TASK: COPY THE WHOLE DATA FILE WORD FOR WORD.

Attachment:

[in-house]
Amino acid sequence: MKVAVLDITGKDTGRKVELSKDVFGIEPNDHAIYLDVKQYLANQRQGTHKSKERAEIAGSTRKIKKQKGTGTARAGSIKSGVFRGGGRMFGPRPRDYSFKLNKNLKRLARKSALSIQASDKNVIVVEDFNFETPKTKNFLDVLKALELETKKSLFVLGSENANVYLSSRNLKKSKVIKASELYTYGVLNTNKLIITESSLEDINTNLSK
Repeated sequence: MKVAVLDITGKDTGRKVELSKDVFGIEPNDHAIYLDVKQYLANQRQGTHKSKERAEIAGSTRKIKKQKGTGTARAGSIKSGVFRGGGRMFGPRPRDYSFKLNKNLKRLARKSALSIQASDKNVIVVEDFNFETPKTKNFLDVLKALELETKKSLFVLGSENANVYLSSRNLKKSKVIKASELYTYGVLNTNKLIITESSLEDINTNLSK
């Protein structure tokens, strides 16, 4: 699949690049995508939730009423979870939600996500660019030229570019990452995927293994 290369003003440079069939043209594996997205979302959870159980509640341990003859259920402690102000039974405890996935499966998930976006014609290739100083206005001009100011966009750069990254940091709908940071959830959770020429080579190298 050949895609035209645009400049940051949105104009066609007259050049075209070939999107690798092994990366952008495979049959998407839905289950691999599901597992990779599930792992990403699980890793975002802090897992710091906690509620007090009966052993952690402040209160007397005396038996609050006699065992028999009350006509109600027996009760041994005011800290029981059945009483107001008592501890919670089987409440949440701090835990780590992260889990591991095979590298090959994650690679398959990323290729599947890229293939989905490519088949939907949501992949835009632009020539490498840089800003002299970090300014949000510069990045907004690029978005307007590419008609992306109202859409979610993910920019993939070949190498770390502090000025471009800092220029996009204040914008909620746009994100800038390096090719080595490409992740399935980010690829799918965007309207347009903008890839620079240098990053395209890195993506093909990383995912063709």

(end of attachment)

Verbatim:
[in-house]
Amino acid sequence: MKVAVLDITGKDTGRKVELSKDVFGIEPNDHAIYLDVKQYLANQRQGTHKSKERAEIAGSTRKIKKQKGTGTARAGSIKSGVFRGGGRMFGPRPRDYSFKLNKNLKRLARKSALSIQASDKNVIVVEDFNFETPKTKNFLDVLKALELETKKSLFVLGSENANVYLSSRNLKKSKVIKASELYTYGVLNTNKLIITESSLEDINTNLSK
Repeated sequence: MKVAVLDITGKDTGRKVELSKDVFGIEPNDHAIYLDVKQYLANQRQGTHKSKERAEIAGSTRKIKKQKGTGTARAGSIKSGVFRGGGRMFGPRPRDYSFKLNKNLKRLARKSALSIQASDKNVIVVEDFNFETPKTKNFLDVLKALELETKKSLFVLGSENANVYLSSRNLKKSKVIKASELYTYGVLNTNKLIITESSLEDINTNLSK
């Protein structure tokens, strides 16, 4: 699949690049995508939730009423979870939600996500660019030229570019990452995927293994 290369003003440079069939043209594996997205979302959870159980509640341990003859259920402690102000039974405890996935499966998930976006014609290739100083206005001009100011966009750069990254940091709908940071959830959770020429080579190298 050949895609035209645009400049940051949105104009066609007259050049075209070939999107690798092994990366952008495979049959998407839905289950691999599901597992990779599930792992990403699980890793975002802090897992710091906690509620007090009966052993952690402040209160007397005396038996609050006699065992028999009350006509109600027996009760041994005011800290029981059945009483107001008592501890919670089987409440949440701090835990780590992260889990591991095979590298090959994650690679398959990323290729599947890229293939989905490519088949939907949501992949835009632009020539490498840089800003002299970090300014949000510069990045907004690029978005307007590419008609992306109202859409979610993910920019993939070949190498770390502090000025471009800092220029996009204040914008909620746009994100800038390096090719080595490409992740399935980010690829799918965007309207347009903008890839620079240098990053395209890195993506093909990383995912063709």